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Clackers were a really simple toy: two, hard acrylic balls attached to either end of a string. The appeal was that you could hold them by the string, wiggle your hand around, and they would "clack" together. What made these dangerous? Well, given how fast these things could get going, and the fact that they were made of acrylic plastic, they had a tendency to break apart when they hit each other, which led to a lot of injured children. Public Domain
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Fidget spinners are recent enough that most people probably know someone who had, or still has, one. But because of how quickly these toys took the market by storm, hundreds upon hundreds of companies were producing them hoping to cash in on the fad. But that also led to a bunch of cheaply produced fidget spinners that would break apart if they were spun too fast, sending little bits and pieces flying everywhere and hitting more than a couple eyes along the way. Silas Stein/picture alliance via Getty Images
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After the release of the Disney film The Absent-Minded Professor, there was naturally a large demand for the movie's gravity-defying substance, Flubber. Disney, no stranger to tie-in merchandise, obliged. Unfortunately, the Hassenfeld Bros-designed substance caused an outbreak of rashes across America, forcing them to cease the sale of Flubber. They also tried numerous methods of disposing of it — from burning it to dumping it into a lake — but the strange substance proved difficult to destroy. Eventually, it was buried in a hole in the ground, then steamrolled over to make way for a new parking lot. artfulblogger/Flickr
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The A.C. Gilbert Company was a known producer of educational toys for children. Unfortunately, because restrictions were far looser on what was deemed "educational" in the company's heyday, that often meant they made toys that were incredibly dangerous, especially in the hands of children. Enter, the Gilbert Glass-Blowing Kit.Cory Doctorow/Twitter
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The Gilbert Glass-Blowing Kit came with everything a young kid needed to blow their own glass. All a parent had to do was set their kid up with a tube, an open flame, and some class, and soon enough their child would be making glass art — or, more likely, burning themself or shattering a large amount of glass. Cory Doctorow/Twitter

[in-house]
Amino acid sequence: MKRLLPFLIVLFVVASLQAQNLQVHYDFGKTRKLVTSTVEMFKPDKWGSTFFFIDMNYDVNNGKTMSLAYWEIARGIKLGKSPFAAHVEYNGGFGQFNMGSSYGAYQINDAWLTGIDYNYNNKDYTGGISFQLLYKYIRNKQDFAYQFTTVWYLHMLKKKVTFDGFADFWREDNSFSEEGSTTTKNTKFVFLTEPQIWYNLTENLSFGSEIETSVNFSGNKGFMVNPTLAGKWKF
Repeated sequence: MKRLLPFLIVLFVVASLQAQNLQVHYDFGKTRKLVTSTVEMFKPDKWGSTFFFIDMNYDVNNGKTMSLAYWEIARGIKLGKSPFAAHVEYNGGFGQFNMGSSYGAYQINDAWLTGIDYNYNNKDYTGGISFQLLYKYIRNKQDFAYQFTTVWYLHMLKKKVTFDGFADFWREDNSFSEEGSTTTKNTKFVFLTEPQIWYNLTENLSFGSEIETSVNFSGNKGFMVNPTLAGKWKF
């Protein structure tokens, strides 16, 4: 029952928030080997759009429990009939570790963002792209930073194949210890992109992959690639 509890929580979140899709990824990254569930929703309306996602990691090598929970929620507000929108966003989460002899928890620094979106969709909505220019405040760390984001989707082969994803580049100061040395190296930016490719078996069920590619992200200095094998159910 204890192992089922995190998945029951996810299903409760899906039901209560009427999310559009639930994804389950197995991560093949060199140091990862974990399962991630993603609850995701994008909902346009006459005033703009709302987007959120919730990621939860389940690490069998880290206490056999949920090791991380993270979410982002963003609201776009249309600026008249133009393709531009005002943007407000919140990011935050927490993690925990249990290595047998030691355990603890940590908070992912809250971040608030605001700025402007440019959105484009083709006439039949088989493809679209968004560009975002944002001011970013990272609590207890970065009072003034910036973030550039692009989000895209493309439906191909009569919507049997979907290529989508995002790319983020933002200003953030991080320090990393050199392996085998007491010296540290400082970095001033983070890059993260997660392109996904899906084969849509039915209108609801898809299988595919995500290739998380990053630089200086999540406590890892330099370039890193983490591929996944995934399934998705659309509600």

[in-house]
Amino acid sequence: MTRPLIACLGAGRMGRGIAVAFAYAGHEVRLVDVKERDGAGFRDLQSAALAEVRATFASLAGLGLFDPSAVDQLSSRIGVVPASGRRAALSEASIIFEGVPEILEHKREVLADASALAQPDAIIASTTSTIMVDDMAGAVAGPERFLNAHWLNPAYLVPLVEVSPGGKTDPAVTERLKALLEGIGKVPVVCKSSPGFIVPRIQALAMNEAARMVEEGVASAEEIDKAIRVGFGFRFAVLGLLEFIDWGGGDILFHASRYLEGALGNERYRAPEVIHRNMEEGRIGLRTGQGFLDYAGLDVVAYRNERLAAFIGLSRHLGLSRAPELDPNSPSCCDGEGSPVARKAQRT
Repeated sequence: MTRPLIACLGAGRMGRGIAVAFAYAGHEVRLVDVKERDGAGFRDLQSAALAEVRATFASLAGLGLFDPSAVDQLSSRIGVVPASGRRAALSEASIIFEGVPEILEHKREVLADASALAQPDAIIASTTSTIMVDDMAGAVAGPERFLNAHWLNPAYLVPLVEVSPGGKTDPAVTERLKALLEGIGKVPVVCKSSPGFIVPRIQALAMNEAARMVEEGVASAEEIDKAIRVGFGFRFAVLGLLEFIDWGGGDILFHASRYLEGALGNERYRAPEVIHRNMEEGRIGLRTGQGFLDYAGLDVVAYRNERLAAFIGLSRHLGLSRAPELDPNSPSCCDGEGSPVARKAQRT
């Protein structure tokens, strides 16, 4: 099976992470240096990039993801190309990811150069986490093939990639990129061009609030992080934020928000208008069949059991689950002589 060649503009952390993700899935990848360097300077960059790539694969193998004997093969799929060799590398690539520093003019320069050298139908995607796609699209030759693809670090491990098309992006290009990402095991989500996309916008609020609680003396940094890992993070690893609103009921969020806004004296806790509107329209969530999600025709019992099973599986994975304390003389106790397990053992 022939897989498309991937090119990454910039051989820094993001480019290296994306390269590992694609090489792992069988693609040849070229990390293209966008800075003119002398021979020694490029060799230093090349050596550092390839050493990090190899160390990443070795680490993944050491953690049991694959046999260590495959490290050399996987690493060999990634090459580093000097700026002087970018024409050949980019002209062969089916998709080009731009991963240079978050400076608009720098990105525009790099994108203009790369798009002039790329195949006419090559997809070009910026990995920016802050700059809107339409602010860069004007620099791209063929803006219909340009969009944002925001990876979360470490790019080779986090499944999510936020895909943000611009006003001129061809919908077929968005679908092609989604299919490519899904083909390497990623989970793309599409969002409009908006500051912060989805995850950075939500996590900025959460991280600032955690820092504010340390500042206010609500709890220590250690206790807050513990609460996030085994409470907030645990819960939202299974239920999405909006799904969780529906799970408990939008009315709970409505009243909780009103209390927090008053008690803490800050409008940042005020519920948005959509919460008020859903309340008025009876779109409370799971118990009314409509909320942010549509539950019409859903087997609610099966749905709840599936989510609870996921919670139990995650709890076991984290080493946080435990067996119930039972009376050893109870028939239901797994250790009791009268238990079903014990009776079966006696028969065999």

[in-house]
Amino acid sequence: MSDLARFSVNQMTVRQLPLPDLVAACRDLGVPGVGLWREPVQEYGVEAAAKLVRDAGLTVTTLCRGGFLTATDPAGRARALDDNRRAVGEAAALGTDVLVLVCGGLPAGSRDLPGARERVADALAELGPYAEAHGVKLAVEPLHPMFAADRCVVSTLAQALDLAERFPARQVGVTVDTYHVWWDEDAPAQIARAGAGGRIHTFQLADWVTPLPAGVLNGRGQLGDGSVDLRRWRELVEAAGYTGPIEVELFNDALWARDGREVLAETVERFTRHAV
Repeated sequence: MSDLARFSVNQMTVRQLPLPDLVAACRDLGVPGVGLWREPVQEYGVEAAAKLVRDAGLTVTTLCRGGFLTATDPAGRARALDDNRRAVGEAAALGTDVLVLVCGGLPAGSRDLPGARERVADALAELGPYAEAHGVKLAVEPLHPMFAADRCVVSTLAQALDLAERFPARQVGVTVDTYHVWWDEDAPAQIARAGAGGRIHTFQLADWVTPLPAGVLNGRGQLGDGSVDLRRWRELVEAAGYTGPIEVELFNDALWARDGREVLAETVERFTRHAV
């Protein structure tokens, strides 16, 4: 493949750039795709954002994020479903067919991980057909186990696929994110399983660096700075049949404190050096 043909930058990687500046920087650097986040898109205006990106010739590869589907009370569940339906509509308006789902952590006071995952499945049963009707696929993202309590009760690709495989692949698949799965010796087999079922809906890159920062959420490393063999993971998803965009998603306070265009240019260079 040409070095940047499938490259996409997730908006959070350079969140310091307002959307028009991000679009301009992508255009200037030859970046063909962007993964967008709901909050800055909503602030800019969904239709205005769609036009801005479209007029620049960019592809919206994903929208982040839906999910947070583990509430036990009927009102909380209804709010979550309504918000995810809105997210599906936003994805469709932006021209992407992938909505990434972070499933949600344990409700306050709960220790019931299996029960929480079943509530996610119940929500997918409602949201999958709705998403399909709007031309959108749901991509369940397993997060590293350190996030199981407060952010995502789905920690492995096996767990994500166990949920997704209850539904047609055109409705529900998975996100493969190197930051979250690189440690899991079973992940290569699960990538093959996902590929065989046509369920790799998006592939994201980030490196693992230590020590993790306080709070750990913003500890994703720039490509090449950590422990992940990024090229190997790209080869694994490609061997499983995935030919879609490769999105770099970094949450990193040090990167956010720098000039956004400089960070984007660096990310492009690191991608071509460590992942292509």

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Lawn darts, or "javelin darts," in their original form were just as they sounded: large darts with metal tips, like javelins, that would be thrown a considerable distance across your yard for a game. One need not imagine for too long how this could be dangerous in the hands of a child — or even an uncoordinated adult. John Athernon/Flickr
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Magnetix were, as their name suggests, another magnet-centric toy that allowed children to create structures of all shapes and sizes. And like other magnet-based toys, many children wound up swallowing the magnets and experiencing gastrointestinal troubles as a result. fzurell/Flickr
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Rollerblade Barbie seems harmless enough — until you realize that her sparking shoes weren't merely a trick of fancy lights in her rollerblades. To create the effect of Barbie's blades sparking, Mattel opted for authenticity. Barbie's rollerblades actually created sparks. It's not difficult to see why this was a catastrophic failure. vaniljapulla/Flickr
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Sky Dancers, at first glance, don't seem like they'd be dangerous. These fairy-like dolls would be set on a small platform that would then spin them at a great speed before launching them into the air so that they could "dance" in the sky as they slowly glided down. Unfortunately, they did not ascend slowly, leading to many bruised eyes from those who thought they might get a bird's eye view of the toy. Reddit
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The Mattel Belt Buckle Derringer was a small, plastic toy model gun from the 1960s that quite literally fit into a belt buckle (though it wasn't a subtle belt buckle). It had a range of roughly 25 feet and fired a small bullet with almost no accuracy. More than a few eyes were the unfortunate targets of this toy. TSA/Twitter